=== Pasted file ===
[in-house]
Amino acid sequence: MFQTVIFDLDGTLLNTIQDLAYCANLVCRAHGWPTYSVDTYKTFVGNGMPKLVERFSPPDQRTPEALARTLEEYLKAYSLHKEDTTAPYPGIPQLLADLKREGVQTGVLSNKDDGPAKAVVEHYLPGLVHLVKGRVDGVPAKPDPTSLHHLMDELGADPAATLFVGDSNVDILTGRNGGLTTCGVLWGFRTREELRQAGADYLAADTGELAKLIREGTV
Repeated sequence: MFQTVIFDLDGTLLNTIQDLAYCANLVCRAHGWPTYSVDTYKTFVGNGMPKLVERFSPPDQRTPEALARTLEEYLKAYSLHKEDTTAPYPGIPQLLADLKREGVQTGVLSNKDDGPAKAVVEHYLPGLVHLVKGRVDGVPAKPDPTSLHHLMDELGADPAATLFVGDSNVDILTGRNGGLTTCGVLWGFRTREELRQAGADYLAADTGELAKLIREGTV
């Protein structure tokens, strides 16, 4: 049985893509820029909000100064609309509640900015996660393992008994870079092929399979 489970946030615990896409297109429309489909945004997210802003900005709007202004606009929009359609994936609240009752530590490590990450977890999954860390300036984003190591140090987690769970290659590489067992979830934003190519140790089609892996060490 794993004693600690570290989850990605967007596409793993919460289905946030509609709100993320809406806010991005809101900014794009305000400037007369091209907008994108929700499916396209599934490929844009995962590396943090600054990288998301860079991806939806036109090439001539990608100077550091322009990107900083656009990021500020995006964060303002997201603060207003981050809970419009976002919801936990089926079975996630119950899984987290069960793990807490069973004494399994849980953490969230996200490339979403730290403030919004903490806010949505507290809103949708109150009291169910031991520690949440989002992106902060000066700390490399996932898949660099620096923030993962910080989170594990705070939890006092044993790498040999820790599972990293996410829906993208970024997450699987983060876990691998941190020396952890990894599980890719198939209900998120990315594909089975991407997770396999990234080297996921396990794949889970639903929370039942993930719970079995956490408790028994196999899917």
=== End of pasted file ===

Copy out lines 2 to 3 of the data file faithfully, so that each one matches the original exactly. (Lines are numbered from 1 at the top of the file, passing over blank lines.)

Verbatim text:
Amino acid sequence: MFQTVIFDLDGTLLNTIQDLAYCANLVCRAHGWPTYSVDTYKTFVGNGMPKLVERFSPPDQRTPEALARTLEEYLKAYSLHKEDTTAPYPGIPQLLADLKREGVQTGVLSNKDDGPAKAVVEHYLPGLVHLVKGRVDGVPAKPDPTSLHHLMDELGADPAATLFVGDSNVDILTGRNGGLTTCGVLWGFRTREELRQAGADYLAADTGELAKLIREGTV
Repeated sequence: MFQTVIFDLDGTLLNTIQDLAYCANLVCRAHGWPTYSVDTYKTFVGNGMPKLVERFSPPDQRTPEALARTLEEYLKAYSLHKEDTTAPYPGIPQLLADLKREGVQTGVLSNKDDGPAKAVVEHYLPGLVHLVKGRVDGVPAKPDPTSLHHLMDELGADPAATLFVGDSNVDILTGRNGGLTTCGVLWGFRTREELRQAGADYLAADTGELAKLIREGTV